The horrific effects of a double-grunter tennis match were all too well known to Dr. Schnabel von Rom. In a follow up e-mail, he expressed surprise that the U.S. Tennis Association had been, "so cavalier in their preparedness for this inevitable eventuality. Sharapova and Azarenka met earlier this year at the Australian Open, and the consequences were devastating. I saw Friday's match on TV. It made me want to blow my brains out. Instead of doing that I pressed the 'mute' button, of course."
Unfortunately for the spectators on Friday, there was no 'mute' button at the live event. And Dr. Schnabel von Rom speculated that the spectators in the stadium were probably subjected to further frequency ranges which the TV equipment was incapable of recording. "God only knows what it would have been like actually being there. My heart goes out to the poor bastards." Dr. Schnable ended his last correspondence by offering to donate his time counseling the victims of Friday's auditory assault.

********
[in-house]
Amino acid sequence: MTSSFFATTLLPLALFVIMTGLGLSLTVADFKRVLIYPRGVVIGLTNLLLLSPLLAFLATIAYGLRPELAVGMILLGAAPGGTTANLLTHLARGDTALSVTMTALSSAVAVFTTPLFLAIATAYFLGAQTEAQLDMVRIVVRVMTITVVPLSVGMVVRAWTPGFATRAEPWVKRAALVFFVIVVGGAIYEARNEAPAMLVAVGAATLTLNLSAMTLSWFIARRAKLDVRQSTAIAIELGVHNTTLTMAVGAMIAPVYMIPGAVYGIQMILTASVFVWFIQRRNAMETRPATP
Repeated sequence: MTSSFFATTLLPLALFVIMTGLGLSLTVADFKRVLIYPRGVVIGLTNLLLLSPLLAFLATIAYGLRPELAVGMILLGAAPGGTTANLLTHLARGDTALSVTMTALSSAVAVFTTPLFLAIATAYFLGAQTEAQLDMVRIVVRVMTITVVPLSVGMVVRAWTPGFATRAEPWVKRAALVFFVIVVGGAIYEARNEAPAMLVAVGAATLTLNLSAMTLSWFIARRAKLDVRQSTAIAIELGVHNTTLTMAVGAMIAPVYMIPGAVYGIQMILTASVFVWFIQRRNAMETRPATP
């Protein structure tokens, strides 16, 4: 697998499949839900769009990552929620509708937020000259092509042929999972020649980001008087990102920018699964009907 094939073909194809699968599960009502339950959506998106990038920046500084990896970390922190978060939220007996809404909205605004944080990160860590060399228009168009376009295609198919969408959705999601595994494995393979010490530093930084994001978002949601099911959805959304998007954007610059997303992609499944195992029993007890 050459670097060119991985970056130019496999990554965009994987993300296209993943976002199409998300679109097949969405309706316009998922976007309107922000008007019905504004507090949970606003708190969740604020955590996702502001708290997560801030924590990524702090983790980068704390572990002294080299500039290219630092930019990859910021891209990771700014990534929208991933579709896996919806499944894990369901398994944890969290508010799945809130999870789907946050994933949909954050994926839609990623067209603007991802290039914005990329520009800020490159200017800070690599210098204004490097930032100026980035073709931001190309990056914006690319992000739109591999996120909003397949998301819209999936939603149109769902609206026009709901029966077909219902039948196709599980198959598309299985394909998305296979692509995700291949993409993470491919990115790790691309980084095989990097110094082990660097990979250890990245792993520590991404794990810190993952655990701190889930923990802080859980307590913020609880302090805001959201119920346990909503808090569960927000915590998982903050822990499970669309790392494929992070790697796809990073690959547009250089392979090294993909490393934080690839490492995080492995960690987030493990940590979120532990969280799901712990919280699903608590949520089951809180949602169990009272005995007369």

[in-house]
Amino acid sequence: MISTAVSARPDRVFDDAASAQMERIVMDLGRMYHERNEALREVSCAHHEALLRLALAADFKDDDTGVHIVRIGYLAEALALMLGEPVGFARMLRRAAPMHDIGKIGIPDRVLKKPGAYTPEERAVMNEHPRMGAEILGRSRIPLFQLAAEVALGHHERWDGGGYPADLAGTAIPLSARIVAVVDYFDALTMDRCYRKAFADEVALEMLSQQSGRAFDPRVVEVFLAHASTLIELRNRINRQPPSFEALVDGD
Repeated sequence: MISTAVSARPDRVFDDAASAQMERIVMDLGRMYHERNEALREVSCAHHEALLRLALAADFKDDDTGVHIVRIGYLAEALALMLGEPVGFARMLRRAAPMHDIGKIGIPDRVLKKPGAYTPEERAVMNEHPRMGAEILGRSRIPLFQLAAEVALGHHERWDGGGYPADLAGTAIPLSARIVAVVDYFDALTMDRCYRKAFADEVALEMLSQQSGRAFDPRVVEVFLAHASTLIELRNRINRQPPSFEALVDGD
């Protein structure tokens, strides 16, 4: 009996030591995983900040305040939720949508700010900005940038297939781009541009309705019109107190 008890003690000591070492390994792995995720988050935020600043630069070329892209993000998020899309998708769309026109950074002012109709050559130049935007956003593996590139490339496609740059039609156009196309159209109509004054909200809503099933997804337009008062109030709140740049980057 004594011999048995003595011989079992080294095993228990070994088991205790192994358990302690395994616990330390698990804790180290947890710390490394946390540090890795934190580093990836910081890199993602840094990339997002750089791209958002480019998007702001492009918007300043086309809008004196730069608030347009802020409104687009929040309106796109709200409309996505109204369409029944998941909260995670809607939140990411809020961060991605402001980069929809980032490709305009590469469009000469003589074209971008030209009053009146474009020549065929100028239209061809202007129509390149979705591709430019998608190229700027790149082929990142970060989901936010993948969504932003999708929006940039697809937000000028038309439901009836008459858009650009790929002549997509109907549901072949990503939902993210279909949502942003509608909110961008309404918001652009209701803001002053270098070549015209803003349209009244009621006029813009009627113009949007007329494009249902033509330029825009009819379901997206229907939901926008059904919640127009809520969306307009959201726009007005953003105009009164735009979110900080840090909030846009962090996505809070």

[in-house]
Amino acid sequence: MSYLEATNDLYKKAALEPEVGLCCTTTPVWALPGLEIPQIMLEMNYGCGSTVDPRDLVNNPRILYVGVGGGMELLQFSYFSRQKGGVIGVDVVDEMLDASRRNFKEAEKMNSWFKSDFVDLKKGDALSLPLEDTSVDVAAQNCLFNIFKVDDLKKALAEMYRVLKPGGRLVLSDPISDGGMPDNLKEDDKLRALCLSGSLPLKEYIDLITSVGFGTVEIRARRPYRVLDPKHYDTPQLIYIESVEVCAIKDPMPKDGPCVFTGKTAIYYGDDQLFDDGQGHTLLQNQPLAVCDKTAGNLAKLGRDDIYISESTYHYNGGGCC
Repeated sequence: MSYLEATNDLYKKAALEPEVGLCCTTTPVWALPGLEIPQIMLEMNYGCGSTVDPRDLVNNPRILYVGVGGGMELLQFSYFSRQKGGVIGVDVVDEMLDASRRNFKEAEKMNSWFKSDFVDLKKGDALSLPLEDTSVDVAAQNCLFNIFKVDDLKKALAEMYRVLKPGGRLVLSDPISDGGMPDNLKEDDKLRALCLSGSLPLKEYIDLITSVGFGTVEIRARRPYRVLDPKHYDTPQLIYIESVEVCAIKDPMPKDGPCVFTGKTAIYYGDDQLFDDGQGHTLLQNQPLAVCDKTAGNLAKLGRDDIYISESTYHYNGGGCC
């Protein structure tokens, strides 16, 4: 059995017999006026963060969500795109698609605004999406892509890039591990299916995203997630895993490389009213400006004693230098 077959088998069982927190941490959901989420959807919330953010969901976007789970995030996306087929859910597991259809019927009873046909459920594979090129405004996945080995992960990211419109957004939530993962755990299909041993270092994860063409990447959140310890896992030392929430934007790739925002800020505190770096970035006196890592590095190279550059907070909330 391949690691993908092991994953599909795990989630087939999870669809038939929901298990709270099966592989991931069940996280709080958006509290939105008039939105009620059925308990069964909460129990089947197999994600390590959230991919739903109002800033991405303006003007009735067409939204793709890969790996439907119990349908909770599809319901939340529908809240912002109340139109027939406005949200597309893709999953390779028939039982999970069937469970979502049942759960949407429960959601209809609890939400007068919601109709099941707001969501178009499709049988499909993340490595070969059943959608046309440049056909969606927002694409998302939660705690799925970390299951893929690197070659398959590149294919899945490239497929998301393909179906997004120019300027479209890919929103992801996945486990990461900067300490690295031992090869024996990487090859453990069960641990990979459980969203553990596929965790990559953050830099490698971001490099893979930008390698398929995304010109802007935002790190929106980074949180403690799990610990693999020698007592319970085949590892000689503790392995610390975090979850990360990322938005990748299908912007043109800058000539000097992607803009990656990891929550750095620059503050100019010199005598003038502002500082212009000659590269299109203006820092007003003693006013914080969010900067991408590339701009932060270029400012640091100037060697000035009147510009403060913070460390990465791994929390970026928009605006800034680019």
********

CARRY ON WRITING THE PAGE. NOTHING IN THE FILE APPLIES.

I don't know what the solution to this problem is, but the USTA needs to find one. Have you considered asking Sharapova and Azarenka not to breathe while playing? Or the match could be played underwater, where sound waves don't travel as far. Better yet they could play in space, where sound doesn't travel at all. Perhaps you could coax Azarenka and Sharapova into an early retirement by promising them lifetime, honorary spots at rankings one and two in the world, respectively. It would suck not being able to give the top two spots to anyone else for the next sixty years, but I think that would be a small price to pay, all things considered. The whole thing casts the sport of tennis in a horrible light, and ruins the experience for fans and normal players. This is almost as bad as the time that Pete Sampras and Andre Agassi's wicked-sick old man BO mingled, co-mingled, re-mingled, and finally combined to form the rotting-eggs-hiding-in-a-nursing-home-diaper scent later named the "stenchonaut" which drove three hundred front-row spectators out of the stadium and effectively ended the 2002 U.S. Open in a permanent draw because Agassi and Sampras were afraid to go near each other ever again.